The soup was chilled; the conversation was cold. She remembered this soup. Dinners past. Judith’s favourite, and at one time, her own. She remembered hot, hot, hot summer evenings, the windows thrown open, the smell of stagnant air barely breathing. She, with a good book, only half listening to Judith’s ramblings. She, with a glass of rose, hmming and ahhing at Judith’s poignant remarks while Judith chopped leeks furiously. Mountains of leeks. She could remember their smell, like a refined onion. Rich ribbons of varied green. Dill, too, she remembered. Too much dill in fact (Judith always went overboard). Now, she too wished she could go overboard. Be thrown overboard; escape the chilled soup and cold conversation. Escape Judith. Her hands were cold.
Despite the awkwardness, she enjoyed her first spoonful. It was autumn; it was biting and dark and uninviting and one would not normally want chilled soup; but, yes, she enjoyed that first spoonful. Dipped it in the yogurt topping, felt the tang of lemon rind and dill brighten her tongue. Judith looked at her expectantly.
“Mmm, very good, Judith.” She hated that. How she had to say—immediately—how it tasted. How she liked it. Despite Judith’s overly confident, overly large persona, Judith had always needed constant reassurance. She took another spoonful.
“You’re very quiet,” Judith threatened. “Why?”
“It’s just,” her spoon swirled the light, bright green, “it’s been a while, Judith. I’m not sure what to make of this.”
“There’s nothing to make of this.” Judith’s tone of control; like a mother, she glared. “We are two old friends sharing a meal.” Judith was firm; Judith was certain. “I thought you might like to know about my life. How my life has been. Don’t you ever wonder about me?”
She took another spoonful. Pause.
“Yes. Yes, Judith, I wonder.” Was she lying? Did she actually wonder? Maybe Judith was happily forgotten.
She smiled. “Remember when you used to make this in the summer? Those hot evenings you couldn’t stand. Sweaty, sweaty Judith. I think your sweat literally made it into the soup.” Was she being unkind?
Judith persevered. “Yes, I remembered how much you loved it. That’s why I brought it tonight.”
“Well, it’s very good.”
Silence. A pause. She couldn't help continuing. “One thing, though. You forgot the salmon.” She didn’t look up. She swirled and swirled, her spoon, her soup. “You know. The lovely smoked salmon we used to have with this. It went perfectly. You forgot.” Pause. She had come out on top. “It’s really not the same without it. You know how I love smoked salmon.”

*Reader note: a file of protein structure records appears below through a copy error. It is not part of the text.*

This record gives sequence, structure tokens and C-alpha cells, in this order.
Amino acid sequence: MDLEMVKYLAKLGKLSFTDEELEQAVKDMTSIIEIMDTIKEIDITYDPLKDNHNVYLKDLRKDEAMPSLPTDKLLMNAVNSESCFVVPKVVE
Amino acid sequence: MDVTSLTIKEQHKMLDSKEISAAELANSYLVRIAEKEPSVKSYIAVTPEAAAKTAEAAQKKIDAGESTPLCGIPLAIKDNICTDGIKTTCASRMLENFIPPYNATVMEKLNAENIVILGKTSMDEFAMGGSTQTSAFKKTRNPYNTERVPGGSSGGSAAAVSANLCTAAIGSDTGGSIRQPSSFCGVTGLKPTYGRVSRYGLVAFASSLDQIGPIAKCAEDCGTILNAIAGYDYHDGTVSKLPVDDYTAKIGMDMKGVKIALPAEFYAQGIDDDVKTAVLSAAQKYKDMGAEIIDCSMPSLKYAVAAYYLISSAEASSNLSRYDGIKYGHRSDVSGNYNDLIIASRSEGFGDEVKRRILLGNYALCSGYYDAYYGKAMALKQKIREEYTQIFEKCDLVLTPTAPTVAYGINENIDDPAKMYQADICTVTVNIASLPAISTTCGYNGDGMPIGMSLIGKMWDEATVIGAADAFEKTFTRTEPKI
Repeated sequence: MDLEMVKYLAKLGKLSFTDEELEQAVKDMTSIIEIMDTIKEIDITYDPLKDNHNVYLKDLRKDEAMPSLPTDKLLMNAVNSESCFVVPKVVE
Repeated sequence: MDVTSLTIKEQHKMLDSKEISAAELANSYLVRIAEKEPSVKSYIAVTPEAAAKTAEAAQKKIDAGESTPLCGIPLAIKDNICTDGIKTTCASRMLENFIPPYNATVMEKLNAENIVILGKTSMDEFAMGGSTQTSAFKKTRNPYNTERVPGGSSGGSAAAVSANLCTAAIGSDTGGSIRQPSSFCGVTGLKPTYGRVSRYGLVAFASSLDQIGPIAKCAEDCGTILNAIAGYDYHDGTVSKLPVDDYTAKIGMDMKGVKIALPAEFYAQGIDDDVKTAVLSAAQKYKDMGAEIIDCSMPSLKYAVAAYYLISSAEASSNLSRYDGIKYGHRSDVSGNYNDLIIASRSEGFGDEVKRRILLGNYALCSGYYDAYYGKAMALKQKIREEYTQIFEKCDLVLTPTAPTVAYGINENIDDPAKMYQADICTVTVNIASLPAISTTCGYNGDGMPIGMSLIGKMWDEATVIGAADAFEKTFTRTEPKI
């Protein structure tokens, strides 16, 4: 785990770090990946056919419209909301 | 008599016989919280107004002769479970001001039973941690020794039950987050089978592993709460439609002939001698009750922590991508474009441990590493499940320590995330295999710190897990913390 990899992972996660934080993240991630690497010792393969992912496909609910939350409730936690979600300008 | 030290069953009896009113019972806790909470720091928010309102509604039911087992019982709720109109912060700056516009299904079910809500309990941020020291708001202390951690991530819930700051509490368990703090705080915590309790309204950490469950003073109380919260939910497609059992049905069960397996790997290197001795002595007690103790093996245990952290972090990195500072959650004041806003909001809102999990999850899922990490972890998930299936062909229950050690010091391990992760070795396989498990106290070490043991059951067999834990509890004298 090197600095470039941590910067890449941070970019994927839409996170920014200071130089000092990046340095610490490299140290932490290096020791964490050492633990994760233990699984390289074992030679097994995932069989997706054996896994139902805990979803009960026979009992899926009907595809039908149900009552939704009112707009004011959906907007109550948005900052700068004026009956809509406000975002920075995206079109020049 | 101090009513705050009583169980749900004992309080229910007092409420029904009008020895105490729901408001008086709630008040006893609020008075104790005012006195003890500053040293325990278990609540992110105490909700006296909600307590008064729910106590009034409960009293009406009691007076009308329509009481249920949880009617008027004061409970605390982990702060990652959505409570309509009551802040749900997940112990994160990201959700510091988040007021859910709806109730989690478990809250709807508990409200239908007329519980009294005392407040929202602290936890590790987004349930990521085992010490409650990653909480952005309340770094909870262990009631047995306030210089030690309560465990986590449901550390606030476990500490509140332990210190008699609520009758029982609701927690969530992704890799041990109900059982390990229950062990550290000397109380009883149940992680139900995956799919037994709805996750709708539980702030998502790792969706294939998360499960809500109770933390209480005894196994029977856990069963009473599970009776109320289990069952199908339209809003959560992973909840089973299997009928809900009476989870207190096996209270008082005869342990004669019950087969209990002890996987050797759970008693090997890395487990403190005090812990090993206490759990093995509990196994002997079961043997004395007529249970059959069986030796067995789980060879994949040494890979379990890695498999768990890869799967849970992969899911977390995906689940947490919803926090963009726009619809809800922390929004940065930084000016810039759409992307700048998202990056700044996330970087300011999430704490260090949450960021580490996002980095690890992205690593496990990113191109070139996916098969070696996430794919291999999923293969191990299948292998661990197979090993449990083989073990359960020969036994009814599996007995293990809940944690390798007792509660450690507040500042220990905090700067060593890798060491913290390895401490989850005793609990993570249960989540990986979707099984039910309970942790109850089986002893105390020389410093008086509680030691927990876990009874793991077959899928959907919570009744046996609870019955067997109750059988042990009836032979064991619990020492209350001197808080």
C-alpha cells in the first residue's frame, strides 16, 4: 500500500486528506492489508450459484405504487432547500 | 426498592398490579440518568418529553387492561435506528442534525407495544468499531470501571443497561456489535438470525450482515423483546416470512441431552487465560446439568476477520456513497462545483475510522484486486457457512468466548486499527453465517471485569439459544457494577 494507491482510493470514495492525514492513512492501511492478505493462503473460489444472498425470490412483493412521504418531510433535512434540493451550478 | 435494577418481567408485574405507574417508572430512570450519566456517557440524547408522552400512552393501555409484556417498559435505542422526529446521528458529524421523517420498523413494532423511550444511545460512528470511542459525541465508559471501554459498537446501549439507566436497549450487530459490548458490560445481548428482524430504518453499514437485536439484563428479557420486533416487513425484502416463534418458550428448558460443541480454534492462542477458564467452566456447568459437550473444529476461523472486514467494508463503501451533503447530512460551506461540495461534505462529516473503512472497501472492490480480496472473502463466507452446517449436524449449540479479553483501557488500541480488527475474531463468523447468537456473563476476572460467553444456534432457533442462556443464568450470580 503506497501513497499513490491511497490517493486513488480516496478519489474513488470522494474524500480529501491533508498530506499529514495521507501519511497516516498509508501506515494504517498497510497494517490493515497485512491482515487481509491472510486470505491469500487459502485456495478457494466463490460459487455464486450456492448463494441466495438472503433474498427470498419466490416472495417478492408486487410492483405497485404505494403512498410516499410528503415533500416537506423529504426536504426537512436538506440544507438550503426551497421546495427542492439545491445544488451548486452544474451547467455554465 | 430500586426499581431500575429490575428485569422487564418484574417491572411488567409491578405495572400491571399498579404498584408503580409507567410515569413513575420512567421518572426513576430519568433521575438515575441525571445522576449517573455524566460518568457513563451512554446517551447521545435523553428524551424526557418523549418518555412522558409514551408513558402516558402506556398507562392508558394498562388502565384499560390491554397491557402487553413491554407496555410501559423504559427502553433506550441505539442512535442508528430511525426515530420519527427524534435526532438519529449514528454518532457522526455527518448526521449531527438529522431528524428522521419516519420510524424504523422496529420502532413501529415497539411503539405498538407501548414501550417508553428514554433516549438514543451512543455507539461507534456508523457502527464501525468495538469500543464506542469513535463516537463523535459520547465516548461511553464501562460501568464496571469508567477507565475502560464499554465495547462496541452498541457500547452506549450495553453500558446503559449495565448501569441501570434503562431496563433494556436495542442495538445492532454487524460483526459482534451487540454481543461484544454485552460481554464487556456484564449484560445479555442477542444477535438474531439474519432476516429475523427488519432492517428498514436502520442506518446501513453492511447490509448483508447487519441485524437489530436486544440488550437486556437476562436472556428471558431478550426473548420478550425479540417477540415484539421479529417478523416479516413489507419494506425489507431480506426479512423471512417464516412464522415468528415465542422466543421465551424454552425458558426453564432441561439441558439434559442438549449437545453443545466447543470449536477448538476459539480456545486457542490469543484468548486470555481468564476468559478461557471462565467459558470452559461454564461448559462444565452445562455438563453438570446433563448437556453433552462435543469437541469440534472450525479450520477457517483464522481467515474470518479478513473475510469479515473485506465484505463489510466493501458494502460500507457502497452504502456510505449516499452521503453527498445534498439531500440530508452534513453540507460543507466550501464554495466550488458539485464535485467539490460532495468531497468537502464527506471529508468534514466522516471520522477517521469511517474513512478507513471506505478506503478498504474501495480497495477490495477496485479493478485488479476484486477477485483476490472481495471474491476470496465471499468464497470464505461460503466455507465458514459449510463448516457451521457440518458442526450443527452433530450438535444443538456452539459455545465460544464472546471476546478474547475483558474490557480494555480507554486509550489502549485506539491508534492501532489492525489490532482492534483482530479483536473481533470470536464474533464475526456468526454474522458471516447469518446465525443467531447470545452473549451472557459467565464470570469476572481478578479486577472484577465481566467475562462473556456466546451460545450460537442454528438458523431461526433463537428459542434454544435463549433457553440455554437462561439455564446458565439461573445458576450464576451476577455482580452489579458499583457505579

The candles flickered across their steady faces.
She scowled in her bed. Covers pulled tight; the cold seeping in through old doorframes and window creases. You know how I love smoked salmon. You forgot how I loved it most of all. It’s really not the same without it. How had it gone from that to this? She pulled the covers tighter in shame.
9:00 am and so, so dark. She would have thought the blinds were drawn (they had forgotten to draw them), but it was the dark, dark sky that did it. She heard the toilet flush and flashed her eyes closed. Sleeping; she would look like she was sleeping.
Judith clumsily dressed and noisily scratched a note. Judith was much too loud for a stealthy departure (who wouldn’t wake up with Judith in the house?), yet she kept her eyes closed tight. She heard Judith stomping in the street below; heeled boots on cobblestone. She hoped, desperately, that Judith might trip.
Chilled Leek Soup with Lemon-Dill Yogurt
Adapted from Bon Appetit (April 2011)
For the Soup:
2 tbs. olive oil
6 ½ cups thinly sliced leeks (the white and light green of about 5 leeks)
1 large russet potato, peeled and chopped into ½ inch cubes
4 cups (plus additional, as needed) low-sodium organic chicken (or vegetable) broth
3 tbs. coarsely chopped fresh dill (divided)
Sea Salt and Pepper, to taste
For the Yogurt Topping:
¼ cup plain non-fat yogurt
1 tbs grated lemon peel (yellow part only)
Small fresh dill sprigs for garnish
Heat olive oil in large, heavy pot over medium heat. Add leeks and cook until soft but not brown (5-6 minutes). Add potato and stir to coat. Add chicken stock and turn heat to high. Bring to a boil. Reduce heat to medium and simmer for 15 minutes (or until vegetables are very soft). Allow soup to cool slightly.
Working in multiple batches, puree soup in blender with 2 tbs. dill. Ensure soup is very smooth. Pour soup into large bowl, season with sea salt and pepper, and cover. Chill for 5 hours.